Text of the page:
Days and Ages. Through the images, Panayiotou examines the island's political rituals and ceremonies and shows how the country's self-image was constructed during the turbulent period following the island's independence from British colonial rule in 1960.
Christodoulos Panayiotou’s new work Days and Ages, produced by Moderna Museet for the exhibition with the same title, consists of a 320 square metre ceramic floor. Days and Ages is the most extensive presentation of Christodoulos Panayiotou’s oeuvre in Scandinavia to date.
The exhibition title Days and Ages paraphrases the archeologist Einar Gjerstad’s Ages and Days (1933), a memoir of the Swedish Cyprus Expedition, which conducted wide-ranging excavations on Cyprus between 1927 and 1931. Under an agreement between the Swedish government and the British colonial administration, half of the unearthed terracotta objects were shipped to Sweden. While a grant holder at Iaspis in Stockholm in 2009, Christodoulos Panayiotou (born 1978 in Limassol, Cyprus) researched the archive associated with the Cyprus collection, now part of the Medelhavsmuseet collection in Stockholm.
“A specific photograph of wooden crates with antiquities ready to leave the port of Kyrenia attracted my attention first. It is a very charged image incorporating several layers of my obsessions, such as the establishment of archeology as a modern foundation of the nation state; colonialism and symbolic domination; materiality and negative presence. Soon after, when going through its records, I realized the precious nature of the material and the role that the archeological excavation had in the construction of a certain image of Cyprus during the early 1920s, but also projecting backwards into antiquity,” says Christodoulos Panayiotou.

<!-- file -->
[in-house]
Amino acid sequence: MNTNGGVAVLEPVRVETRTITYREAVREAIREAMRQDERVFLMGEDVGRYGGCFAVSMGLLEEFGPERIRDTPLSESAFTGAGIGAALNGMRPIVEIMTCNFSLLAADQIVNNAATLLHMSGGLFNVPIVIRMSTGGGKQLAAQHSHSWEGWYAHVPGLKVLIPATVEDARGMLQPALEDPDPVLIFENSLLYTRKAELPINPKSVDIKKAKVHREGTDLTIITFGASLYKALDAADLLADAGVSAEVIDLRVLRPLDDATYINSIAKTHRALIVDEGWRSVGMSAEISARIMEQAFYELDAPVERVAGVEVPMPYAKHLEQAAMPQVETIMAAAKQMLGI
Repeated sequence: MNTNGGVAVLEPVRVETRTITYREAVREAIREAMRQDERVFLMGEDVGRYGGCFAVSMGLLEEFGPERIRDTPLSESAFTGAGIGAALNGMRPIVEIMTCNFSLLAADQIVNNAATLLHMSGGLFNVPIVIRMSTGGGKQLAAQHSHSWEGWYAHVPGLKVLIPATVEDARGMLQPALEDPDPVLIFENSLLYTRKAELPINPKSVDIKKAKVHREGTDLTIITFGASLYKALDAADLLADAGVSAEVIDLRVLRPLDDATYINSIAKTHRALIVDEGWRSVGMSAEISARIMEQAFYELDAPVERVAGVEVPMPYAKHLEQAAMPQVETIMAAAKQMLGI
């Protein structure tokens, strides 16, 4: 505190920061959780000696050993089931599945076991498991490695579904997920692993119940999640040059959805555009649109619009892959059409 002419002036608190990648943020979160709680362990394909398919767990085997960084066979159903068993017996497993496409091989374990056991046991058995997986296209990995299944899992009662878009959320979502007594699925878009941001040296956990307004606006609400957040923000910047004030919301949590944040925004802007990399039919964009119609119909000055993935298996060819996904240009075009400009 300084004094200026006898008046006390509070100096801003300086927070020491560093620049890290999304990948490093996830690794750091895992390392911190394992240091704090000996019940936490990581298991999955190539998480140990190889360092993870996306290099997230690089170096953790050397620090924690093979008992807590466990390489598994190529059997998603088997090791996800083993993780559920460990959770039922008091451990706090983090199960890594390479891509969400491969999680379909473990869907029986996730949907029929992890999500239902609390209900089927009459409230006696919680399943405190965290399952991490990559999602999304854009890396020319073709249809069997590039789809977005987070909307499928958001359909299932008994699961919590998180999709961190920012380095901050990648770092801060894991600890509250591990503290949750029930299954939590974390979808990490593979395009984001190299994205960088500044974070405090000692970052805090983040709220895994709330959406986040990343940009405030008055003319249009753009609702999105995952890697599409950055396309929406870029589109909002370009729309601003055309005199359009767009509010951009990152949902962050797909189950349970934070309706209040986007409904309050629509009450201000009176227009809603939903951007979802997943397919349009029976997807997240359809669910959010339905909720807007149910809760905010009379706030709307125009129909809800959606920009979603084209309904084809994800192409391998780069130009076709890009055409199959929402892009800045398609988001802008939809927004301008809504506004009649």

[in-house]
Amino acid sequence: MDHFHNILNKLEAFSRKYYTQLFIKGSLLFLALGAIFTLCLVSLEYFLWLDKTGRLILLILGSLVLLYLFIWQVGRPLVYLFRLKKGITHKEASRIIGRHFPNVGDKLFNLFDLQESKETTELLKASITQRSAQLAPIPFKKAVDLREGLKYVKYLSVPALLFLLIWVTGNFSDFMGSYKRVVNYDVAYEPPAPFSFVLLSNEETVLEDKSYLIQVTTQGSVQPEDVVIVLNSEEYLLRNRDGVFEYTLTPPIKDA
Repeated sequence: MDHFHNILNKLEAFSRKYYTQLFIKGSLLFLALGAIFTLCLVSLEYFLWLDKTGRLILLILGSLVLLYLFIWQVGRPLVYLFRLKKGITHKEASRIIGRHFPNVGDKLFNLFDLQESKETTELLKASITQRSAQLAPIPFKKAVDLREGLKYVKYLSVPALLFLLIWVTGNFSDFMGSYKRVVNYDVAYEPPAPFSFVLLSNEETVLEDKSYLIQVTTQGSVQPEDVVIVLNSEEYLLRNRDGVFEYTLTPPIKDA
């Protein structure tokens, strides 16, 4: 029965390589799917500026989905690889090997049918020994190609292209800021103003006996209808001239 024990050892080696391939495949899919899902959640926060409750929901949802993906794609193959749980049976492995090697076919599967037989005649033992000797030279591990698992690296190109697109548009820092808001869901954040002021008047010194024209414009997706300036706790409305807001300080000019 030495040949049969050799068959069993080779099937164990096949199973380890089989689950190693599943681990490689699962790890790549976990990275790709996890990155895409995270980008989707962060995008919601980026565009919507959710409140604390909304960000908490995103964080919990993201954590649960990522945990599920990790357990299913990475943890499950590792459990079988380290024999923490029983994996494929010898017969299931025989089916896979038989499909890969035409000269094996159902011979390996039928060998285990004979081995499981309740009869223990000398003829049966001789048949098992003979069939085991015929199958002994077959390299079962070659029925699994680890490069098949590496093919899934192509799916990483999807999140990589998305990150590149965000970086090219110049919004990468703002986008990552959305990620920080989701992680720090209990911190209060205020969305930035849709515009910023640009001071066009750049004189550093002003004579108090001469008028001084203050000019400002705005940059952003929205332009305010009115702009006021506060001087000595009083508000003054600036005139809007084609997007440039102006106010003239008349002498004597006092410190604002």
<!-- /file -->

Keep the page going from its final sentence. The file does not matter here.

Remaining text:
Following this trail, he produced a large-scale ceramic floor using the same process as for his work The Sea, presented at Dokumenta 13. In his choice of materials, Panayiotou emphasises the way in which national symbols serve as modern-day mythology engines, along with natural resources. During the manufacture of the terracotta tiles in the artist’s birthplace, Limassol, pumped water was replaced with saltwater from the Mediterranean. The terracotta floor in Days and Ages (2013) gains yet another context from the encounter between Moderna Museet’s architecture and its materials: birch, oak, and limestone – selected by the building’s Spanish architect Raphael Moneo as a reflection of what is Nordic.
“Panayiotou’s oeuvre raises questions on how collective narratives are created and visually manifested. Once again, a ship with handmade terracotta objects leaves Cyprus for Sweden. When Panayiotou ships the terracotta tiles, he highlights how national identity is exported and communicated across borders,” says curator Matilda Olof-Ors.
Several works in the exhibition are based on archive material. The images in the photographic groupings The Invention of Antiquity, The Invention of Tradition, and The Invention of Folklore (2011) are from a national archive, the Press and Information Office, instituted to portray the republic’s first president, Greek-Orthodox archbishop Makarios III. Through the images, Panayiotou examines the island’s political rituals and ceremonies and shows how the country’s self-image was constructed during the turbulent period following the island’s independence from British colonial rule in 1960.The series New Office (2012) shows how the gestures and objects that Makarios III surrounded himself with shaped the official narrative of a new political era, after the 1974 division of the island-state in its current form.
Christodoulos Panayiotou has a background in dance, performance, and anthropology. His practice interweaves the methods of the researcher and the choreographer, often focusing on various forms of power relations and exchanges. Panayiotou was born in Limassol, Cyprus, in 1978. He lives and works in Limassol and Paris.
Kristin Ek, Mobile: +46 709522362 firstname.lastname@example.org - email@example.com
Preview on 29 November, at 6-8 pm
Exercisplan, Skeppsholmen, Stockholm
Hours: Tue-Fri 10-20; Wed-Thu-Sat-Sun 10-18
Admission: 120 SEK/100 SEK (reduced), Free for under 18